Finnish success with new partial pension puts spotlight on need for flexibility

Finland's biggest pension insurance companies have reported strong demand for the new partial pension brought in this year as part of the latest pension reform.
New Finnish pension reform is helpful for older workers in tough manual jobs. | Photo: Rasmus Baaner/POLFOTO
New Finnish pension reform is helpful for older workers in tough manual jobs. | Photo: Rasmus Baaner/POLFOTO

Allowing older workers to take some of their pension early has clear benefits for people in tough manual jobs, struggling to keep working up to the every-increasing state pension age.

But the high take-up of the new product has also highlighted the need for legislators in Finland and elsewhere to put more flexibility into pensions rules while imposing longer working lives.

Varma, the largest of Finland’s pension insurers with EUR 44.4 billion in investment assets, granting partial early old-age pensions to 870 people in the first quarter of this year, with 79 percent of applicants being wage-earners and 21 percent being entrepreneurs.

In all it received 1,023 applications between January and March, while the second largest pension insurer Ilmarinen took in 1,300 applications.

New product gives more flexibility

Risto Murto, Varma’s chief executive, said he is positive about the new product.

“It gives more flexibility to individuals as well as a bit of responsibility, because it is now totally up to them whether or not they choose to take their pension cashflow front-loaded or not,” he told FW Asset Management.

The partial early old-age pension came in as part of the 2017 pension reform, replacing the part-time pension.

It gives people aged 61 or more the chance to draw quarter or half of their accrued pension, but reduces the part of the monthly pension that is drawn permanently.

It is not linked to working hours and the recipient’s salary is not monitored.

Even though there was already some element of flexibility surrounding pensions in the years before full retirement, that flexibility has now clearly increased, Murto said.

“The typical person who takes this route is a man who has been working in the construction industry, and now puts less energy into that work, but wants to add some income to supplement that,” he said.

Interest has moderated a bit

Ilmarinen’s chief executive Timo Ritakallio noted that after a peak in the first quarter, application activity has now moderated to around ten applications a day.

“This is still more than we expected, and we believe this level will remain or decrease a bit,” he said.

Even though taking out a partial pension before the official retirement age reduces the amount of a person’s final old-age-pension, Ritakallio said people do not seem to consider the reduction to be very big.

“I think the relatively high demand for this new pension form reveals that quite a many of us prefer more money just now than higher expected life time earnings,” he observed.

As life expectancy rises in developed economies, governments around the world have been moving to increase the age when people can start drawing state and other pensions, because countries will be hard pushed to support more retired people on the earnings of a workforce that is shrinking in comparison.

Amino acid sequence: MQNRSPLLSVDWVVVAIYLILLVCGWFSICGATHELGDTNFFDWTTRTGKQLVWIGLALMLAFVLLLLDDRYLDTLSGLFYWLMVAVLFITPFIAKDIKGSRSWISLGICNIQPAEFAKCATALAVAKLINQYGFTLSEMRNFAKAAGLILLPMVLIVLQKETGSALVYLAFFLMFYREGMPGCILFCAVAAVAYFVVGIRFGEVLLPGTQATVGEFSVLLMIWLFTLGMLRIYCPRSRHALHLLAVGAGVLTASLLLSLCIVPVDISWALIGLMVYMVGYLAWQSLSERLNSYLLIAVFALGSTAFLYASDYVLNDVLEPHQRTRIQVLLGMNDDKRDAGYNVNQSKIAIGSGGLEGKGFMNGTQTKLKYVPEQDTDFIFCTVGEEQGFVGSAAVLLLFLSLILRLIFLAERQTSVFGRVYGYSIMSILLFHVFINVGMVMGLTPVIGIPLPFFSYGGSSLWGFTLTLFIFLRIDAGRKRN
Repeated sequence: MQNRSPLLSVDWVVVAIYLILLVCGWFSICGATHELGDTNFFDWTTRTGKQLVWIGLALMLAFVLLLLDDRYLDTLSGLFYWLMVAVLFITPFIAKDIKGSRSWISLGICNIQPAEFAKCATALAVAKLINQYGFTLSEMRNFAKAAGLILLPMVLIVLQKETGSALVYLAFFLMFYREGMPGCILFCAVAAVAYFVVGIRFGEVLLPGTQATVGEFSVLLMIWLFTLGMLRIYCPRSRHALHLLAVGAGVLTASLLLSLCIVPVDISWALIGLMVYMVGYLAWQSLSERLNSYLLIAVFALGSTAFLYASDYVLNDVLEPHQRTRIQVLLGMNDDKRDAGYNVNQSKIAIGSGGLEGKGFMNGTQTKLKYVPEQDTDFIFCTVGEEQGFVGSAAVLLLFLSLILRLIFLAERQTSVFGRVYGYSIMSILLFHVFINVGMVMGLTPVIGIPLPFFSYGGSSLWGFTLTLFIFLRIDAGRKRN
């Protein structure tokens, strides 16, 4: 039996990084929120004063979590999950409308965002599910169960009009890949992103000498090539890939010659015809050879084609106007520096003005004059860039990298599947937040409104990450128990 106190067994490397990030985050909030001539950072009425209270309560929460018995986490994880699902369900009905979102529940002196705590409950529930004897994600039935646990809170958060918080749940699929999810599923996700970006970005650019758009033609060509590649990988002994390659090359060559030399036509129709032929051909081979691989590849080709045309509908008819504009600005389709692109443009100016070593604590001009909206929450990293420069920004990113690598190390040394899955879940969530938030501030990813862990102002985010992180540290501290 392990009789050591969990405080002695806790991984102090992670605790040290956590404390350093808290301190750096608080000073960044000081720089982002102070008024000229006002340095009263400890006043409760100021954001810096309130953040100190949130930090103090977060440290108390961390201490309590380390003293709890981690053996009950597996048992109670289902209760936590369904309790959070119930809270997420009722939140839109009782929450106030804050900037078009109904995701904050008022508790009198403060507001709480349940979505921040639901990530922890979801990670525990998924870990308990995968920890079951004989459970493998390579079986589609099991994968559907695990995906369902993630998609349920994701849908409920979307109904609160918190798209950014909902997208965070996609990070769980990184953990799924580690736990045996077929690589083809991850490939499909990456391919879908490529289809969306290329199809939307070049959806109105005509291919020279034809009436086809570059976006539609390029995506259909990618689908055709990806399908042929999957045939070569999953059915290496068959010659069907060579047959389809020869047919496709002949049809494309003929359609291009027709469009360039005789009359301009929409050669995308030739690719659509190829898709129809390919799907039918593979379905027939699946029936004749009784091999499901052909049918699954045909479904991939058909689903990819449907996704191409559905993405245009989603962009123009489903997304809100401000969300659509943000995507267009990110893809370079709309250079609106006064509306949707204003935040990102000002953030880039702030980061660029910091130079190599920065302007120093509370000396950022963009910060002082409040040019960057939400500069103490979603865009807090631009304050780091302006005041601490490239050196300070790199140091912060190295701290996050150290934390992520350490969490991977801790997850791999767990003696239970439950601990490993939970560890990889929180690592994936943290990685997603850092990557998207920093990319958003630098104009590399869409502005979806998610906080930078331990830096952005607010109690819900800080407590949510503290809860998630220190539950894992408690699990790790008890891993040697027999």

“We wish this will keep people working longer, because it increases flexibility in the end of the working career,” Ritakallio said.

Cost-neutral pension

As far as the pension system is concerned, the new partial pension is cost-neutral.

“Taking out partial pension before official retirement age reduces the amount of the final total pension, so that it does not affect the long term sustainability of the Finnish pension system,” he said.

In Denmark, consultancy Aon favours more private pensions flexibility after the public retirement age, arguing that this would help meet the government’s aim of keeping more people in the workforce for longer.

As things stand, Danes can work and receive an income after the public retirement age (folkepensionsalder) and still receive the state pension, though the amount is reduced depending on how much they earn.

But individuals  cannot pay into a private pension scheme while at the same time receiving payables from a private pension scheme, said Jannik Andersen, head of human capital at Aon Denmark.

“For some people it will make good sense that they have the flexibility not to retire completely,” he said.

“This could be due to the fact that they are not mentally ready for retirement, or you simply have not saved enough on the date you have planned to retire — in which case partial retirement could be a good solution,” he said.

It is not simply the changes in demographics over recent years that demand longer working lives, Andersen said.

“As we are moving into better conditions for the economy, we definitely will need all the hands we can get in Denmark, and we are already seeing some businesses that desperately call for employees.

“If we can make some people choose a prolonged period on the labour market just before retirement, it will help with this demand for employment,” he said.


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